Nurse burnout is a growing problem in the medical profession in America and worldwide. Among healthcare professionals, nurses have a unique set of stressors. Often, however, they may be more reticent to ask for help. Since a steady workforce of nurses providing for the healthcare needs of patients is so critical to a healthy society, nurse burnout and how to get help for it are important topics of discussion.
Unique Stressors of the Nursing Occupation
What makes the stressors of the nursing occupation unique? Like doctors, nurses are seen as nurturing, caring, and often going to extraordinary measures to help those who come to them for care. Among their patients are those who have experienced trauma, violence, natural disaster, accidents, and the sudden onset of life-threatening conditions.
Doctors and nurses are often the last hope for individuals who may otherwise die without immediate medical attention. But while doctors see patients for some time and then go on to other duties, nurses work long hours providing nursing care to patients. Often their shifts overlap days, which can contribute to chronic exhaustion. (This is not to minimize the stressors that doctors face every day. In the medical profession, both doctors and nurses face unique challenges and daily stressors that could be detrimental to their physical and mental health.)
As for nurses, they want to put on the best face for their patients, so they tend to ignore potential signs that they may be experiencing nurse burnout. Instead, they seek to reassure their patients, by calming their fears and ministering to their needs (while often pushing their own to the background).
Statistics for Nurses and Mental Health/Substance Abuse
Substance use disorders in nurses occur at a rate of 10 percent, which is the same for the general population, according to a study published in 2013. Other studies indicate more troubling findings, however, including drinking or drug use while at work (48 percent), and nurses saying they felt their work competence was negatively affected by alcohol or drug use (40 percent). Meanwhile, a 2020 study found 21.6 percent of nurses surveyed experienced substance abuse.
A 2021 survey by the American Nurses Foundation found that about 40 percent of nurses reported feelings of depression, up from the about 30 percent of nurses who said they experienced depression the year before.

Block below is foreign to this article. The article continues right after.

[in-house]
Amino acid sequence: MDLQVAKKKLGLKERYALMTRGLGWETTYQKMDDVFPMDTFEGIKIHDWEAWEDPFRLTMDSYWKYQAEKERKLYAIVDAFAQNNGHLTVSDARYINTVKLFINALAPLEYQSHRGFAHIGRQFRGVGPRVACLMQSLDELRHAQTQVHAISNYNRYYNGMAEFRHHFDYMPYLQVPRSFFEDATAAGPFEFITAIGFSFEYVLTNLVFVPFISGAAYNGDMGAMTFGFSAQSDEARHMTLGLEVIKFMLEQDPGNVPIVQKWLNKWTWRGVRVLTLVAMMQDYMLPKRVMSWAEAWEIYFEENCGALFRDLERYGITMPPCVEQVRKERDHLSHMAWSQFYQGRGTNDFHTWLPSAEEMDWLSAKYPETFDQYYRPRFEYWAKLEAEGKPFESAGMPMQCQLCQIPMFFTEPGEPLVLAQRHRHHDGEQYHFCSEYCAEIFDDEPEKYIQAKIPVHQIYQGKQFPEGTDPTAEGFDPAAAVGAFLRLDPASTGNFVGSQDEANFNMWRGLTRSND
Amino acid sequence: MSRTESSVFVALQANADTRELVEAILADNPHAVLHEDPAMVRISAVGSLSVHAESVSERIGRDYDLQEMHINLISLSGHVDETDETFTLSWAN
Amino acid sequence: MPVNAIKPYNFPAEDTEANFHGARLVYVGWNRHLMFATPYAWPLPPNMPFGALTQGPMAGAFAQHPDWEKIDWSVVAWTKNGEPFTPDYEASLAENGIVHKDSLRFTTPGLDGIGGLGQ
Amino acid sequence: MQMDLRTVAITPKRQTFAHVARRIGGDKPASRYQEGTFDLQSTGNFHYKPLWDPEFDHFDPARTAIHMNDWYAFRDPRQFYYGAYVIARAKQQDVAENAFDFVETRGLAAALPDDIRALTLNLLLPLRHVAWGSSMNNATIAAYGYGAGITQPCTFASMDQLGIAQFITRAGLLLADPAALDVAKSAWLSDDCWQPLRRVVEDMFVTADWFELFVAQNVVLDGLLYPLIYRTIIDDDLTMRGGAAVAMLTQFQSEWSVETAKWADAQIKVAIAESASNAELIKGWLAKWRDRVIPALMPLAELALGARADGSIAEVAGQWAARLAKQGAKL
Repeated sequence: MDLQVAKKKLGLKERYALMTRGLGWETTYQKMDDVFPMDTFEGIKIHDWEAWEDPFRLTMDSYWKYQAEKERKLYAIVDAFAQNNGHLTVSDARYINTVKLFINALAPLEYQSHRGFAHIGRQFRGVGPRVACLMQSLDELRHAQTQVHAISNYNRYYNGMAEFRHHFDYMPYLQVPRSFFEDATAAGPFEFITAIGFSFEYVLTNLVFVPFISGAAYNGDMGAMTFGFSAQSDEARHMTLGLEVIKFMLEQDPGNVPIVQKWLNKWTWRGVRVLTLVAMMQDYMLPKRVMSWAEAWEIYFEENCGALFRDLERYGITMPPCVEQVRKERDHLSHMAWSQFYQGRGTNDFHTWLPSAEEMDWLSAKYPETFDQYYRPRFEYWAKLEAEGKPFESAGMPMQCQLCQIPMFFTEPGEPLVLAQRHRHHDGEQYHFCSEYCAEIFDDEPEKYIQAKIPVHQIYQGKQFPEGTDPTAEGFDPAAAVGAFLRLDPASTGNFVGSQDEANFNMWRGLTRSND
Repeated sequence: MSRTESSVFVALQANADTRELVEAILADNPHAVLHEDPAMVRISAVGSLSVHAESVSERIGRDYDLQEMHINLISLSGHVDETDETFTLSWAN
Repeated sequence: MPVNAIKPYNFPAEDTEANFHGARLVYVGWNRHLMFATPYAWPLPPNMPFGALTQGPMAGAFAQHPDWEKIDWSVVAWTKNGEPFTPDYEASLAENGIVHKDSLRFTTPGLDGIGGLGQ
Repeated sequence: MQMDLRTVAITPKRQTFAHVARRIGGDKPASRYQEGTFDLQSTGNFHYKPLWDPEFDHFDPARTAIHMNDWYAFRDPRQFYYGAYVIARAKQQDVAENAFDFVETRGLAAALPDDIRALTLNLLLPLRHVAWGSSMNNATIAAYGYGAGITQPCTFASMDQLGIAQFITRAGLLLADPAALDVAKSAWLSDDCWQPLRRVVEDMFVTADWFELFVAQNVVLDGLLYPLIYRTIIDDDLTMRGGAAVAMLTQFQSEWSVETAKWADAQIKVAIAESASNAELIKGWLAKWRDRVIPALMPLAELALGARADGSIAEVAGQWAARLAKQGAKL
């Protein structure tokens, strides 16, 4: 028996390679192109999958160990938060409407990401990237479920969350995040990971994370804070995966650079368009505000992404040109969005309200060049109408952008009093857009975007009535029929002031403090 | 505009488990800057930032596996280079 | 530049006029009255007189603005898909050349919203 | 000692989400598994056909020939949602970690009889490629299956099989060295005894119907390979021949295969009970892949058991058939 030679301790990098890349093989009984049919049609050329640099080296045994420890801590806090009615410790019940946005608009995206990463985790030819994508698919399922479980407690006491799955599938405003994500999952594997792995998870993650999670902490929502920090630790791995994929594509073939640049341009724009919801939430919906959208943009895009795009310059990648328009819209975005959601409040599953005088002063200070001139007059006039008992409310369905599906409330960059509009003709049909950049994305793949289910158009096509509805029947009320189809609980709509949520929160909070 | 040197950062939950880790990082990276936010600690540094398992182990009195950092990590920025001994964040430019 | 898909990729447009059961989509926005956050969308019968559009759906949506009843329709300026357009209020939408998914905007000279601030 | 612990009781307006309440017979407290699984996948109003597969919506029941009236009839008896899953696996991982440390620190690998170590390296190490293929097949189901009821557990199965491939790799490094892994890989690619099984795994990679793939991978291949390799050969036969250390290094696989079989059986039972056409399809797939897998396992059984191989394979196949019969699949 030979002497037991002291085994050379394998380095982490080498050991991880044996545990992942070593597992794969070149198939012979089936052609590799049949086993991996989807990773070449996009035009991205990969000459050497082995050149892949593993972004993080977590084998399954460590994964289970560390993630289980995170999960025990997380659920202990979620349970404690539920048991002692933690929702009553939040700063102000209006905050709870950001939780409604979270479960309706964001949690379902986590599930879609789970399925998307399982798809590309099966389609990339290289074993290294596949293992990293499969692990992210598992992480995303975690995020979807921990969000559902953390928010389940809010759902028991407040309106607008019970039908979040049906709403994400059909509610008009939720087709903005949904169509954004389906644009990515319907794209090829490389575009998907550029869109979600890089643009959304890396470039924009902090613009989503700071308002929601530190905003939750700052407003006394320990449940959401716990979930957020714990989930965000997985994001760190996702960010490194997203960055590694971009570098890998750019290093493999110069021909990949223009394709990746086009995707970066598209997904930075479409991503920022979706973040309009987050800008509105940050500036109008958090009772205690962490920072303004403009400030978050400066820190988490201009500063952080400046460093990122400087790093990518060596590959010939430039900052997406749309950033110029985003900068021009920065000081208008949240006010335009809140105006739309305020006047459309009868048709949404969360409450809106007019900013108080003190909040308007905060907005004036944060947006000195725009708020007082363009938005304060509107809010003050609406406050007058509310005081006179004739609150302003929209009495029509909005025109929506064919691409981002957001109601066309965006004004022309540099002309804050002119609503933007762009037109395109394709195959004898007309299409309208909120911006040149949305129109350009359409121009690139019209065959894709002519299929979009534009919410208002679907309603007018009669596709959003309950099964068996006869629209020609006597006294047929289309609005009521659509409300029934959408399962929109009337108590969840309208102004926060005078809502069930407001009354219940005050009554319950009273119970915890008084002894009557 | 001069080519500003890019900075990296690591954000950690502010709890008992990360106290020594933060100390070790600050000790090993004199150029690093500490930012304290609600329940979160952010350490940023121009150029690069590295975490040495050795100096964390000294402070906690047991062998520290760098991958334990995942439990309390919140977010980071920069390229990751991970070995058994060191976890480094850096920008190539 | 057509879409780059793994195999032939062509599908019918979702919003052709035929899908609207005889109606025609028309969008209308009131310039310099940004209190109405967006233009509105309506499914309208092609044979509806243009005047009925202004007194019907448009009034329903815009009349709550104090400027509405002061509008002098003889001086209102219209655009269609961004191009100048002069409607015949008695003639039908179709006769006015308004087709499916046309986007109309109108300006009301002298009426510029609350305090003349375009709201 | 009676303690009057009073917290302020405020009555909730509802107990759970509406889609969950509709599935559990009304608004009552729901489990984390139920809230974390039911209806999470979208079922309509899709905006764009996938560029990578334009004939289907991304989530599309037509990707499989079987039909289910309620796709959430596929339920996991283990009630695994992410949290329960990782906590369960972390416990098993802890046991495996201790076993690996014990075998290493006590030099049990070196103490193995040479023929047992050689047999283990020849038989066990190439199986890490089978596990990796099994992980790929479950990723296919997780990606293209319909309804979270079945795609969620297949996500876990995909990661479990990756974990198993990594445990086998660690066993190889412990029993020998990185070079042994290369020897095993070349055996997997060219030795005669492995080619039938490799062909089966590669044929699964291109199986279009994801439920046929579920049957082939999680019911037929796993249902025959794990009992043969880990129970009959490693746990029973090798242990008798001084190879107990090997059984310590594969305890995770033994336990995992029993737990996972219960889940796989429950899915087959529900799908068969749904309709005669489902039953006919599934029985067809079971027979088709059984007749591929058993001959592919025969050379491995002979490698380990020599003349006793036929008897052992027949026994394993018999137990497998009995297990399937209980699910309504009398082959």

The effects of nurse burnout include a negative impact on the quality of care that nurses provide to their patients. Also, turnover rates for the nursing profession increase because of nurse burnout.
Nurse Resistance to Seeking Help
Nurses are the most frequently seen medical professionals by patients assigned to their care. The causes of nurse burnout are not hard for others to see. Working long hours and often neglecting their self-care, nurses are known to continue to push through arduous schedules, back-to-back shifts, and days without sufficient rest.
As a helping profession, they are a calming and comforting presence to those they care for and may overlook causes of burnout in their everyday life. Worse, they are much more likely to be resistant to seeking help for burnout, stress, fatigue, and dependence upon negative coping methods such as substance abuse. Nurses experiencing mental health disorders like anxiety, post-traumatic stress disorder (PTSD), and depression are also less likely to seek treatment.
Mental Health Needs Among Nurses
One form of nursing burnout is called “compassion fatigue.” This is characterized by physical, spiritual, and emotional exhaustion that is deep and accompanied by often acute emotional pain. Compassion fatigue can also manifest as depression, PTSD, anxiety, and substance abuse. These issues typically do not go away on their ownrequire professional treatment to overcome.
By ignoring the signs and symptoms of burnout in nursing, nurses may unwittingly be on a path toward further negative consequences. Thus, the mental health needs of nurses should be at the heart of programs devoted to improving their overall health.
Stress and Burnout in Nursing